The drive was beautiful as it wound its way through the mountains. “Avalanche area” signs reminded me that it must look very different in the winter.
After driving for a couple of hours, I stopped at a gas station in a small town. On my way inside to use the restroom, I recognized a guy getting on a motorcycle. I had seen this guy on the ferry two days prior. He was sitting in a chair on the deck near me as I talked on the phone with my cousin. We didn’t talk, but I saw him a few times around the ferry.
When I got to my hotel in Prince Rupert, he was checking in right before me. We had randomly parked next to each other and smiled as we passed each other carrying our luggage inside. This was now a day later and I hadn’t left Prince Rupert until 1:30 pm. What are the odds I’d see him at a gas station hours from there?
I laughed and said, “It’s you!” He laughed back, “Ha! The guy you’re probably sick of seeing!” For the first time, we chatted. He drove his motorcycle from New York and crossed into Canada through Montana. He drove to Alaska and took the ferry back too. He was making his way back to New York but was hoping to drive to the Grand Canyon first. He quit his job and was trying to figure out his next move.
He appeared to be in his early 40s and asked me about my travels, which I told him about. He asked, “Are you vacationing or trying to figure things outs?” I replied, “Ha! I guess figuring things out too.” We wished each other well and went our separate ways.
I drove away astonished about the coincidences. What are the odds we’d take the same ferry, stay at the same hotel, and end up at the same gas station half a day later at the same time?
In high school, we read Huckleberry Finn. My friend Lindy thought the book was unrealistic and said there is no way real life is full of that many coincidences. I’ve always been a dreamer (some would say naive), so I would tell her that life is like it is in movies and books. Actually, real life is greater than any movie could be! Whenever something unbelievable would happen in high school and college, I would shout to Lindy, “Huckleberry Finn!” People thought we were nuts, but it helped to point out every time life presented a crazy coincidence. Astonishing things happen all the time, but you have to open your eyes to see it.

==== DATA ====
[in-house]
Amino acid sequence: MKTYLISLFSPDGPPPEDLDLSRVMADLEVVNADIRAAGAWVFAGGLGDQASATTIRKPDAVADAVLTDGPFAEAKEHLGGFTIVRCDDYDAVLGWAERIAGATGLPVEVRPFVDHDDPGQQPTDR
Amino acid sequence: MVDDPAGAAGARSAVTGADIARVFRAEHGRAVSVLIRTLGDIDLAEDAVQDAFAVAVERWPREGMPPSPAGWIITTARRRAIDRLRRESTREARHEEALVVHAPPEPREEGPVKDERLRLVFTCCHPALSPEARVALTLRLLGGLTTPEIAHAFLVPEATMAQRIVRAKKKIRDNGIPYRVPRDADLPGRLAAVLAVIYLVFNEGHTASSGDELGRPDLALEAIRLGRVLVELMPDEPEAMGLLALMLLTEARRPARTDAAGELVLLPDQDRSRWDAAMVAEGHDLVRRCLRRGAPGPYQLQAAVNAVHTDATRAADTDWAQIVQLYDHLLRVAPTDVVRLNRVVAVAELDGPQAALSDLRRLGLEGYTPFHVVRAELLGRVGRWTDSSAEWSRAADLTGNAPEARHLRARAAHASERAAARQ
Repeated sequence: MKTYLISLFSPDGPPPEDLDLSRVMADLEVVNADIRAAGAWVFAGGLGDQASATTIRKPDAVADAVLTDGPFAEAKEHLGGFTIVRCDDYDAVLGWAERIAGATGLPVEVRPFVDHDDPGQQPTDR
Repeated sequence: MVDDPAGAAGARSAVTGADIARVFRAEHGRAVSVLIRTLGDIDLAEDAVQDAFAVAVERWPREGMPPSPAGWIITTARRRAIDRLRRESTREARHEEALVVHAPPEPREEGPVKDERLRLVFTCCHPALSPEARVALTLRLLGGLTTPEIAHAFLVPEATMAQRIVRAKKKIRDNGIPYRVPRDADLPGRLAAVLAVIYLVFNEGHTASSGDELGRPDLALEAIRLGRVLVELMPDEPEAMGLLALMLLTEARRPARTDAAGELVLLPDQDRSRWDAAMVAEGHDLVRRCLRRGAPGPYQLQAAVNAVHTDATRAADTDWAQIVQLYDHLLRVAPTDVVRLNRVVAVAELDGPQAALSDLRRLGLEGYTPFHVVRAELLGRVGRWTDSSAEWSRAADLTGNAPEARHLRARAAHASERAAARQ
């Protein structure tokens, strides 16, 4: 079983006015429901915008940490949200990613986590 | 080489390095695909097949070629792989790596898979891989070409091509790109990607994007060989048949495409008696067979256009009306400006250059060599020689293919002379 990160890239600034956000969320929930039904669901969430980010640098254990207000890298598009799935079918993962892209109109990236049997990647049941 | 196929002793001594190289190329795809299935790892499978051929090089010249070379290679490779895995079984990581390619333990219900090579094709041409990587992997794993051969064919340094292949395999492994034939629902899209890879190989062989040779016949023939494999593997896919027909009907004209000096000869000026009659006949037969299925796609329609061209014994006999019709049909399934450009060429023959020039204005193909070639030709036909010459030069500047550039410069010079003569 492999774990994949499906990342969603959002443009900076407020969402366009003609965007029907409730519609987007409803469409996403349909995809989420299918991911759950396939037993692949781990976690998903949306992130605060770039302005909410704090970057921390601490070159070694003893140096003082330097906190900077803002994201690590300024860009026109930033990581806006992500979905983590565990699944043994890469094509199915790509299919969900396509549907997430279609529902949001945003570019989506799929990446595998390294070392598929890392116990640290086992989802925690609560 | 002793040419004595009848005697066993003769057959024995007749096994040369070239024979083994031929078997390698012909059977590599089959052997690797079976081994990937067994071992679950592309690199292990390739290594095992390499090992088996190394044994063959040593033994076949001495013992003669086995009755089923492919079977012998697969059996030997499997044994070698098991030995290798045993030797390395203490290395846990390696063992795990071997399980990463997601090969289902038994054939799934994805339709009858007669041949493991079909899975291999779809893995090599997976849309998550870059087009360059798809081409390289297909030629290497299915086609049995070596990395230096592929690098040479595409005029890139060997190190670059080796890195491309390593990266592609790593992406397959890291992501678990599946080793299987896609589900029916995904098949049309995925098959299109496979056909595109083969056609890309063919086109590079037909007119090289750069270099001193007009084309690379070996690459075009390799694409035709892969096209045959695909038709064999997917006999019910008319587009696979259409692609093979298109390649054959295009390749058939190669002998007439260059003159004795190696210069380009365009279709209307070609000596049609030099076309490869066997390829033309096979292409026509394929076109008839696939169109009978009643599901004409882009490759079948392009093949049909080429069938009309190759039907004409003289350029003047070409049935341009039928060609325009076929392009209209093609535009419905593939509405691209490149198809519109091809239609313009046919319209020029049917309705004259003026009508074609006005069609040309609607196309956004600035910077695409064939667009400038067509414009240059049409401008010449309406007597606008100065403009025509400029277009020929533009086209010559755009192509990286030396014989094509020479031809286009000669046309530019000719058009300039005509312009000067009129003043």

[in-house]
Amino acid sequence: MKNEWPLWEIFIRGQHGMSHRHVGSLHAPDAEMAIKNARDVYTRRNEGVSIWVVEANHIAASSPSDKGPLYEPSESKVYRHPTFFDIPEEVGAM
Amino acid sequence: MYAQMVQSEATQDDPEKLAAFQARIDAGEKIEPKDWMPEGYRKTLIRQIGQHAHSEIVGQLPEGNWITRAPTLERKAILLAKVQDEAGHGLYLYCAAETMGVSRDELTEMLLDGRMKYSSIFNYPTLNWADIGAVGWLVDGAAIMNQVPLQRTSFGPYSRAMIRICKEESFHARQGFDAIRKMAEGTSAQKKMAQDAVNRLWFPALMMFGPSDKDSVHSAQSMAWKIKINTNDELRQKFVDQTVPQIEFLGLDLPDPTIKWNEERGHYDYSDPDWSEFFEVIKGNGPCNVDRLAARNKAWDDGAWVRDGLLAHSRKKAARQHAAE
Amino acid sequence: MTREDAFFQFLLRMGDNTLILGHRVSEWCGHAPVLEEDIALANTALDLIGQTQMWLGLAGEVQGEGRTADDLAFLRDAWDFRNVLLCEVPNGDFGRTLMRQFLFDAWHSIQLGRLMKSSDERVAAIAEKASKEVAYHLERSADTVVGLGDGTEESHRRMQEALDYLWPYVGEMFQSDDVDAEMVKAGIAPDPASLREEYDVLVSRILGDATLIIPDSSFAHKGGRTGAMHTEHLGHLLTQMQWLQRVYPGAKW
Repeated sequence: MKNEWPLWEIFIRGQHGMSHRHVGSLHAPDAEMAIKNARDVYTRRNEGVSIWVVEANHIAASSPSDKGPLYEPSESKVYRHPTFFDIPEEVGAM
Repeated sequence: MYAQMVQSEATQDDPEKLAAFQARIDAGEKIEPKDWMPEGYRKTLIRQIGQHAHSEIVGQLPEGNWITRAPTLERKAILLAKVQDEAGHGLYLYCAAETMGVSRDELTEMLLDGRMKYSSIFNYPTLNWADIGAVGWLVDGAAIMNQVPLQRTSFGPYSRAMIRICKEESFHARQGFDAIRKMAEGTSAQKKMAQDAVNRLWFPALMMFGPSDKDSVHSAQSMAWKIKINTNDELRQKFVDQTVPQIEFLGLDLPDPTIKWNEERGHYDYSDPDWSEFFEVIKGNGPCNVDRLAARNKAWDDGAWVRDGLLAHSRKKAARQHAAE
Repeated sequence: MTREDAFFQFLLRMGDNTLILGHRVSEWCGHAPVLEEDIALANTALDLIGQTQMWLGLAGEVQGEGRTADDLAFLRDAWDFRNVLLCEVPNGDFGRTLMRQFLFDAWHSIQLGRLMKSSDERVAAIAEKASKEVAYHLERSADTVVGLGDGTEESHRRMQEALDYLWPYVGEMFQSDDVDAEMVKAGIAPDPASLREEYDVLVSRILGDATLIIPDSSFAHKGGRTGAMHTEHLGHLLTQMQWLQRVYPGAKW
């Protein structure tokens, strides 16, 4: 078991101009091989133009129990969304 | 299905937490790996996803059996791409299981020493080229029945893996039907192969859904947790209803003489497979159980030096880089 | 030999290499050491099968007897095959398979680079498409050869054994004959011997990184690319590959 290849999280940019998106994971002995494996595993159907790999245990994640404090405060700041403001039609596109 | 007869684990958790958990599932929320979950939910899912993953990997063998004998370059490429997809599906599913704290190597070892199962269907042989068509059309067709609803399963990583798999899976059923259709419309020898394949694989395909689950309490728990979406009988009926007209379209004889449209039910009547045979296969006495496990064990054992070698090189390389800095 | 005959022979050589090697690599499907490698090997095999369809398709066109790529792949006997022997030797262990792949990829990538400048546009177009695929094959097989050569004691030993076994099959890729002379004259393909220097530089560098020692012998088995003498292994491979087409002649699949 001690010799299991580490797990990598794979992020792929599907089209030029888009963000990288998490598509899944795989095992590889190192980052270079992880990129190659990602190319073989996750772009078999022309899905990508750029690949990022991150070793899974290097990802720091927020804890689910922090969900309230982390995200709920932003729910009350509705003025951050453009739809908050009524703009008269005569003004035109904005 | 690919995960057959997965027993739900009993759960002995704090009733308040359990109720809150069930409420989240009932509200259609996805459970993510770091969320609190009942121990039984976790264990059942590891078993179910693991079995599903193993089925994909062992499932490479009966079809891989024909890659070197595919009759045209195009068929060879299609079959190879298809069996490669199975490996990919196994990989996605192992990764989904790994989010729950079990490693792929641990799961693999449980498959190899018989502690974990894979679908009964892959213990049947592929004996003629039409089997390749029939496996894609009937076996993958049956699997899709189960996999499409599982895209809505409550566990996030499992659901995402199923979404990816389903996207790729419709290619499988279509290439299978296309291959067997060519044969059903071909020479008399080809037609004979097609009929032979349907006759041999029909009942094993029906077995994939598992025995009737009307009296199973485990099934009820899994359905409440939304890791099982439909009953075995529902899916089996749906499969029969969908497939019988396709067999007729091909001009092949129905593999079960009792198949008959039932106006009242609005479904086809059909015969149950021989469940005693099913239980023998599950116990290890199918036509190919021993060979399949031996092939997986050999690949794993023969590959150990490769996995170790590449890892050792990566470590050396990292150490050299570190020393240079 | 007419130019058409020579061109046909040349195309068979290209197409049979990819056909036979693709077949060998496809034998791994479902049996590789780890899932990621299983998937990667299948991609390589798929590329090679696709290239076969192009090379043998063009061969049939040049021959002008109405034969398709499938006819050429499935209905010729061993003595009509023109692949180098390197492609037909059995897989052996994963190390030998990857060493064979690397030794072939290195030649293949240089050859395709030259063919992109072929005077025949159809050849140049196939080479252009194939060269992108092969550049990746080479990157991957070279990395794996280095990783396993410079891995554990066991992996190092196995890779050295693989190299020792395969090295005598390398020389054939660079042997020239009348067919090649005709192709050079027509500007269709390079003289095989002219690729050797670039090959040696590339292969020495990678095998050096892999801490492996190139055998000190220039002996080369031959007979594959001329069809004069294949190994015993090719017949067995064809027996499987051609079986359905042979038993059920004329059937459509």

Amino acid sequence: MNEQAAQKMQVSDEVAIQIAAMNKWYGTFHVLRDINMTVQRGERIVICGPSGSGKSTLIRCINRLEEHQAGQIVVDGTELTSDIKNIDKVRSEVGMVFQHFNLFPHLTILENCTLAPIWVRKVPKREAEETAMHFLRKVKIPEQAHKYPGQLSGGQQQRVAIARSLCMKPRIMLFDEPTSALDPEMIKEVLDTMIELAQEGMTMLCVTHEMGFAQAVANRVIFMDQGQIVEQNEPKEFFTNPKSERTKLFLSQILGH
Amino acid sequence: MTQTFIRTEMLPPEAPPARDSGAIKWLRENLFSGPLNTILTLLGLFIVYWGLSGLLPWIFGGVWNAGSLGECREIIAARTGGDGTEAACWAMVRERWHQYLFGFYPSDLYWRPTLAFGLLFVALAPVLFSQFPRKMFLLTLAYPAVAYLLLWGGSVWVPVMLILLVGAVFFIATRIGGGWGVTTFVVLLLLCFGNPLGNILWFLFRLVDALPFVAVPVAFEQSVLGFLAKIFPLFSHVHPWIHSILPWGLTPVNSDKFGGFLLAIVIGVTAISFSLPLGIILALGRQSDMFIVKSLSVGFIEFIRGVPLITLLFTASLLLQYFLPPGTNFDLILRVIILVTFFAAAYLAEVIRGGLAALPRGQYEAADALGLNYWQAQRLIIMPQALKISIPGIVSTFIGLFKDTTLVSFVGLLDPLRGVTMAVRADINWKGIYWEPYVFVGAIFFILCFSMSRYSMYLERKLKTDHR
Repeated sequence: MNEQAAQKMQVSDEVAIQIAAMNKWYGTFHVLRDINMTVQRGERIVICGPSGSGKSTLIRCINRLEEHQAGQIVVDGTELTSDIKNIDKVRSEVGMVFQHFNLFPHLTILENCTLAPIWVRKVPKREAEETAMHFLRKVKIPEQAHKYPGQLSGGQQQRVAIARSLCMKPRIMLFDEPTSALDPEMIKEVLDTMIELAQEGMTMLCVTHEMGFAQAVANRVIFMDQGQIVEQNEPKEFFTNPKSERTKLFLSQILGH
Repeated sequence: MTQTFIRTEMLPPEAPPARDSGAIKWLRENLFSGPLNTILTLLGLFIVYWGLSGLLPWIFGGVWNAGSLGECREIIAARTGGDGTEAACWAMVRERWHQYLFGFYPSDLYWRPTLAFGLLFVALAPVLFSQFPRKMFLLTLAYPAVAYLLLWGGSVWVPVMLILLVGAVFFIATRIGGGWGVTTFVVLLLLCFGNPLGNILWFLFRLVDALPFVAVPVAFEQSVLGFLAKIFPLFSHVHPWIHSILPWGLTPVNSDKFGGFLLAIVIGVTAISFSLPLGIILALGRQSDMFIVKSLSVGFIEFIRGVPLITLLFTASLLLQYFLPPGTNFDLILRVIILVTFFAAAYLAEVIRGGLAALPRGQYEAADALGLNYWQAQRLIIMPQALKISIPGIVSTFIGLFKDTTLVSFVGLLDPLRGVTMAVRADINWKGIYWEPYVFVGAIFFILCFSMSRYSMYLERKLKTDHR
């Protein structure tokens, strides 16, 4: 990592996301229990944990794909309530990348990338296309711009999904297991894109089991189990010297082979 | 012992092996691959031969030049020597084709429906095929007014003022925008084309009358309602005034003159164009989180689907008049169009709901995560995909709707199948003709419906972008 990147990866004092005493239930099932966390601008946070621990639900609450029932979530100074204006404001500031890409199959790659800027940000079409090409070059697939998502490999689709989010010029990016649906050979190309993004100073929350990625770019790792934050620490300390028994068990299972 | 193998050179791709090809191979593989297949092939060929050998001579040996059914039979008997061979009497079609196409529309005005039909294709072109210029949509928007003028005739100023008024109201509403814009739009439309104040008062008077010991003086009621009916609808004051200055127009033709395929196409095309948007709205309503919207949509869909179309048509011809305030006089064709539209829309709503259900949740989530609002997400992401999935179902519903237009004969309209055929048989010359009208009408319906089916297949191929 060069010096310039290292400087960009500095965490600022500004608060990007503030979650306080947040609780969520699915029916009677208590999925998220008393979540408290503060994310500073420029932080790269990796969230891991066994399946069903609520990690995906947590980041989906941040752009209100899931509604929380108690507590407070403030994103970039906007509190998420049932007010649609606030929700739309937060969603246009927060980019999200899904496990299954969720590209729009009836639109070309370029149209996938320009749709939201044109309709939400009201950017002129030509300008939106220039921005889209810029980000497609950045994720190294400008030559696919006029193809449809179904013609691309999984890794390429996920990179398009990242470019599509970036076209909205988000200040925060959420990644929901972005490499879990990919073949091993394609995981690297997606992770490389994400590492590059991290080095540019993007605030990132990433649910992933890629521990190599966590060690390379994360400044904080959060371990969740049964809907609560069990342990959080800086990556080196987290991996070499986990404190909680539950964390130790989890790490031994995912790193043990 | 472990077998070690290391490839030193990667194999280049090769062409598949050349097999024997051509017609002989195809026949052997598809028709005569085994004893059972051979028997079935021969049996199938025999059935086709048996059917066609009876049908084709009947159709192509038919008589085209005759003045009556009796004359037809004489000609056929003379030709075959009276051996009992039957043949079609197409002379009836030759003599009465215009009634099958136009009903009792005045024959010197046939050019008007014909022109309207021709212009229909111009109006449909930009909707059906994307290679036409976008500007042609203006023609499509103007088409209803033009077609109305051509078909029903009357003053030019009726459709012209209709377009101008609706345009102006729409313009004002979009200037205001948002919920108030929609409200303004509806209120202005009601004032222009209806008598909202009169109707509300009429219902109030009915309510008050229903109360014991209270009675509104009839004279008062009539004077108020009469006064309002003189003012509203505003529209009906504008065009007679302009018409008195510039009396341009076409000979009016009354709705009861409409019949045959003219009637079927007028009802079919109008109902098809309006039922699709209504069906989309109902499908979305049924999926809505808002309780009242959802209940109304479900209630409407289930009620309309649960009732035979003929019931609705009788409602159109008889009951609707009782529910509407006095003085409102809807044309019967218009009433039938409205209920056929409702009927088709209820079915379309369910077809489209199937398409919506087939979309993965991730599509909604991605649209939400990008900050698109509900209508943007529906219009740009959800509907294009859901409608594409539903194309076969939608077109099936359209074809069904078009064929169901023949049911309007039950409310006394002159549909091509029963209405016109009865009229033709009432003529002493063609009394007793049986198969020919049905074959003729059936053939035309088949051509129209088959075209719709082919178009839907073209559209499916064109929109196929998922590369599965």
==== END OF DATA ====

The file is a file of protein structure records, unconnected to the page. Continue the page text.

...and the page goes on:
Anyway, I arrived at Smithers and pulled into a parking lot to book a place to stay. I found a lodge on Airbnb that was sort of like a bed and breakfast, except they didn’t provide breakfast. I ate some dinner and headed to the lodge around 7:30 pm.
The owner let me inside and walked me to my room. She was 43 but looked to be 30 years old. I couldn’t believe it when she said she had five kids and the oldest was 23. She was really friendly and told me about her family, their 5-star rating, and about the two guests who left unpleasant reviews. You can’t please everyone all the time.
I was excited when I saw a hot tub on the deck upstairs, just past the kitchen. I changed and headed up. There was a middle-aged couple in the living space, and we said hello.
I soaked in the hot tub, looking out at the mountains silhouetted against the night sky. It was so relaxing. While the day annoyed me initially, it ended up being a pretty good day after all.